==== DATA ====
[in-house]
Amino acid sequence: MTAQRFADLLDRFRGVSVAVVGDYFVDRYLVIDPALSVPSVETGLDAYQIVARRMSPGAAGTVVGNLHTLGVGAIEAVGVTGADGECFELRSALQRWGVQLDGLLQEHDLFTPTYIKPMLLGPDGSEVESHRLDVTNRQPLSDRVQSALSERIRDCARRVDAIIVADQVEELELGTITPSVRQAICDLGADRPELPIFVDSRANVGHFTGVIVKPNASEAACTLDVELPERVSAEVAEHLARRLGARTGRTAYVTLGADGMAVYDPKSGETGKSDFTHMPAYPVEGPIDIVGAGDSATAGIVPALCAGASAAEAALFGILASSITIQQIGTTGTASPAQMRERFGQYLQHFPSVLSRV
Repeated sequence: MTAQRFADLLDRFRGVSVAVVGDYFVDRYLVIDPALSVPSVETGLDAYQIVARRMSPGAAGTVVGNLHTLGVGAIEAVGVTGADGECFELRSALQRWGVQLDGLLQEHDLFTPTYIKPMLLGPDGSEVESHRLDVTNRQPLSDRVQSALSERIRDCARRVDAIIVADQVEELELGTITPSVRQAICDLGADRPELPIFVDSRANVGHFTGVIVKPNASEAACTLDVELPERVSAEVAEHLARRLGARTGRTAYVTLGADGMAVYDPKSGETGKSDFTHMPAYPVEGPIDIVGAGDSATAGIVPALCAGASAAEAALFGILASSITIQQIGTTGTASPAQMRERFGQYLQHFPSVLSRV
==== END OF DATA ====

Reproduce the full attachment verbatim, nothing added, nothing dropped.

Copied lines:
[in-house]
Amino acid sequence: MTAQRFADLLDRFRGVSVAVVGDYFVDRYLVIDPALSVPSVETGLDAYQIVARRMSPGAAGTVVGNLHTLGVGAIEAVGVTGADGECFELRSALQRWGVQLDGLLQEHDLFTPTYIKPMLLGPDGSEVESHRLDVTNRQPLSDRVQSALSERIRDCARRVDAIIVADQVEELELGTITPSVRQAICDLGADRPELPIFVDSRANVGHFTGVIVKPNASEAACTLDVELPERVSAEVAEHLARRLGARTGRTAYVTLGADGMAVYDPKSGETGKSDFTHMPAYPVEGPIDIVGAGDSATAGIVPALCAGASAAEAALFGILASSITIQQIGTTGTASPAQMRERFGQYLQHFPSVLSRV
Repeated sequence: MTAQRFADLLDRFRGVSVAVVGDYFVDRYLVIDPALSVPSVETGLDAYQIVARRMSPGAAGTVVGNLHTLGVGAIEAVGVTGADGECFELRSALQRWGVQLDGLLQEHDLFTPTYIKPMLLGPDGSEVESHRLDVTNRQPLSDRVQSALSERIRDCARRVDAIIVADQVEELELGTITPSVRQAICDLGADRPELPIFVDSRANVGHFTGVIVKPNASEAACTLDVELPERVSAEVAEHLARRLGARTGRTAYVTLGADGMAVYDPKSGETGKSDFTHMPAYPVEGPIDIVGAGDSATAGIVPALCAGASAAEAALFGILASSITIQQIGTTGTASPAQMRERFGQYLQHFPSVLSRV